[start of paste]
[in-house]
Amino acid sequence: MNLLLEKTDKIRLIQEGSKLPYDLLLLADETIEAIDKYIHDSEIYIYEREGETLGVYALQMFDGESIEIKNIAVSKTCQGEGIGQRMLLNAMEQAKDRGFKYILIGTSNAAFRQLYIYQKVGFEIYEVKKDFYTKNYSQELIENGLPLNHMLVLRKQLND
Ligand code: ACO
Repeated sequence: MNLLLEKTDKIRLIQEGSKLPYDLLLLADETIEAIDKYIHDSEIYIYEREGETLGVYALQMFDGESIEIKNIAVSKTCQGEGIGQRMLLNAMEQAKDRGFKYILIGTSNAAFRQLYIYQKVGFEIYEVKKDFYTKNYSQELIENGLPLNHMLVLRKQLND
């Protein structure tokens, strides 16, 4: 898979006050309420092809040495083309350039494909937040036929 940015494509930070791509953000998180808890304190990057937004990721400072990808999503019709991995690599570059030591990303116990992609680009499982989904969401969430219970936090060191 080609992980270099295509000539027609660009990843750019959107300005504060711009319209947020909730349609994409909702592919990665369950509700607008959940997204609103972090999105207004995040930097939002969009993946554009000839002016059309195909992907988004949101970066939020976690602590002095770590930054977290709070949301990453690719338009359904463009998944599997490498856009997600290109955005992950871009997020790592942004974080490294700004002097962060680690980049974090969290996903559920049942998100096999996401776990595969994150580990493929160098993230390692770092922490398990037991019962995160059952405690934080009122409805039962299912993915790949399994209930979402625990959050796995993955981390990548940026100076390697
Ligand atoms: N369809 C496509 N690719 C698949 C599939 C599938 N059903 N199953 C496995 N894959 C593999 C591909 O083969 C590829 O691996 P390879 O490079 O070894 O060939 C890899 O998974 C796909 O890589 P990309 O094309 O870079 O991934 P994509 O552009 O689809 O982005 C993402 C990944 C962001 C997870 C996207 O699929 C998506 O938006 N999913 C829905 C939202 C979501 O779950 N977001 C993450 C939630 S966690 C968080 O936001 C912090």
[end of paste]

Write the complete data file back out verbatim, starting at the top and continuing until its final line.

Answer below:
[in-house]
Amino acid sequence: MNLLLEKTDKIRLIQEGSKLPYDLLLLADETIEAIDKYIHDSEIYIYEREGETLGVYALQMFDGESIEIKNIAVSKTCQGEGIGQRMLLNAMEQAKDRGFKYILIGTSNAAFRQLYIYQKVGFEIYEVKKDFYTKNYSQELIENGLPLNHMLVLRKQLND
Ligand code: ACO
Repeated sequence: MNLLLEKTDKIRLIQEGSKLPYDLLLLADETIEAIDKYIHDSEIYIYEREGETLGVYALQMFDGESIEIKNIAVSKTCQGEGIGQRMLLNAMEQAKDRGFKYILIGTSNAAFRQLYIYQKVGFEIYEVKKDFYTKNYSQELIENGLPLNHMLVLRKQLND
């Protein structure tokens, strides 16, 4: 898979006050309420092809040495083309350039494909937040036929 940015494509930070791509953000998180808890304190990057937004990721400072990808999503019709991995690599570059030591990303116990992609680009499982989904969401969430219970936090060191 080609992980270099295509000539027609660009990843750019959107300005504060711009319209947020909730349609994409909702592919990665369950509700607008959940997204609103972090999105207004995040930097939002969009993946554009000839002016059309195909992907988004949101970066939020976690602590002095770590930054977290709070949301990453690719338009359904463009998944599997490498856009997600290109955005992950871009997020790592942004974080490294700004002097962060680690980049974090969290996903559920049942998100096999996401776990595969994150580990493929160098993230390692770092922490398990037991019962995160059952405690934080009122409805039962299912993915790949399994209930979402625990959050796995993955981390990548940026100076390697
Ligand atoms: N369809 C496509 N690719 C698949 C599939 C599938 N059903 N199953 C496995 N894959 C593999 C591909 O083969 C590829 O691996 P390879 O490079 O070894 O060939 C890899 O998974 C796909 O890589 P990309 O094309 O870079 O991934 P994509 O552009 O689809 O982005 C993402 C990944 C962001 C997870 C996207 O699929 C998506 O938006 N999913 C829905 C939202 C979501 O779950 N977001 C993450 C939630 S966690 C968080 O936001 C912090």